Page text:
Sean and Karen transferred from an agency
Sean and Karen had previously fostered for a private agency but transferred to Bolton because they felt that only a Local Authority could offer them the professional support they needed when fostering teenage boys.
Previously Sean has cared for a high profile unaccompanied minor who had come from Afghanistan, Gulwali Passarlay. Gulwali has gone on to write books about his experiences detailing his journey fleeing from the conflict that had claimed his father’s life.
After an extraordinarily and tortuous journey across eight countries, Gulwali arrived in the UK a year later and has since devoted his new life to education. Now twenty-one years old, he has graduated from the University of Manchester with a degree in Politics and is a member of many prestigious political, aid, and youth groups, each a stepping stone to his ultimate goal - to run for Presidency of Afghanistan in 2026.
In 2012 he was invited to carry the Olympic Torch.
“Gulwali is remarkable,” says Sean. “His mother paid for him to leave the country to escape the Taliban. After he came to us he picked up 13 GCSEs at school and schooled himself in speaking English, his fifth language. Did fostering help? Definitely.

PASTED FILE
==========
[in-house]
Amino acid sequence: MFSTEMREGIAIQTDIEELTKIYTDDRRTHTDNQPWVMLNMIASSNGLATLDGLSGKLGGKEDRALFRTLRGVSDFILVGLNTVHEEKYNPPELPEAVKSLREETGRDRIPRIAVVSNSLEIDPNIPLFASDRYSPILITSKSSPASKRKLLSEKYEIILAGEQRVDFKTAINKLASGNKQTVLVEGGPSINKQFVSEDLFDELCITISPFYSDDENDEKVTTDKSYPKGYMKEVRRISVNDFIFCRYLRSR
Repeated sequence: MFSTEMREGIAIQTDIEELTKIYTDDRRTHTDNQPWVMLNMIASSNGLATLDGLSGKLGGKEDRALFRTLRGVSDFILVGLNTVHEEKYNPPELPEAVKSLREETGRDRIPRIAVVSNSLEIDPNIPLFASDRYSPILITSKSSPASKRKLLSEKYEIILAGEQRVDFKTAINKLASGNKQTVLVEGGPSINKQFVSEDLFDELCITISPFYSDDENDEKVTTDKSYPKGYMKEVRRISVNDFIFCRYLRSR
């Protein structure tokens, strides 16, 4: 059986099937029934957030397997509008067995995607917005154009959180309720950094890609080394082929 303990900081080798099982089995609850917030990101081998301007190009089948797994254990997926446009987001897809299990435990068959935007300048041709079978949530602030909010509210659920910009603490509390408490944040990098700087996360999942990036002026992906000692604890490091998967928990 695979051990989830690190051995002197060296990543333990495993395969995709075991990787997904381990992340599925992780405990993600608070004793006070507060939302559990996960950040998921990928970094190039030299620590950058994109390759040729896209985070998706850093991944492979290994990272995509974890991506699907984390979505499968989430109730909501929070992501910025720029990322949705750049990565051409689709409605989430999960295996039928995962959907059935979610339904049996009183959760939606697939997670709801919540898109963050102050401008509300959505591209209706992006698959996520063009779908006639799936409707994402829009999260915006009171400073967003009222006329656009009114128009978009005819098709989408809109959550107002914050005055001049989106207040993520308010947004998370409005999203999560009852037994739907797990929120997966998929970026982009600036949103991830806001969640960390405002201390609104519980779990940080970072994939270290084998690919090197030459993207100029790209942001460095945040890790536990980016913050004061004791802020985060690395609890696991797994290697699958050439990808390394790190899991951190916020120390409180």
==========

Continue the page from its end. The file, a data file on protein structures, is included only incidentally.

“I was kicked out of school early but managed to develop quite a career as a trade unionist. I took up fostering to get through university and it wound up becoming my career,” explains Sean about his entry into becoming a carer. “The time I was supposed to be called to the bar my partner and I actually went travelling to Cambodia and beyond with two teenagers we had in foster care. You can do a lot when you’re a foster carer.”
Sean recalls the first time he took a foster child into his house and says that it was really strange, no mistake, but after the first couple of weeks it became totally natural.
“It’s the one thing most people ask me when they’re thinking about fostering,” he says. “What it feels like to bring someone new into your house. I understand why they’re asking but honestly you don’t notice after a while. I think becoming a foster carer has made me a more patient person and that’s a great thing.
“I think I must have been very impatient when I was younger,” he laughs. “I’m not now, that’s for sure.”
“If was to offer one piece of advice to a new carer it would be to make sure that you make the young person a genuine member of the family,” says Sean. “Once you do that there is no longer a stranger in your home, and you’re building up trust with someone who’s probably had very little trust in their life. It really does make all the difference. I know it has with us and the teenagers we’ve looked after.”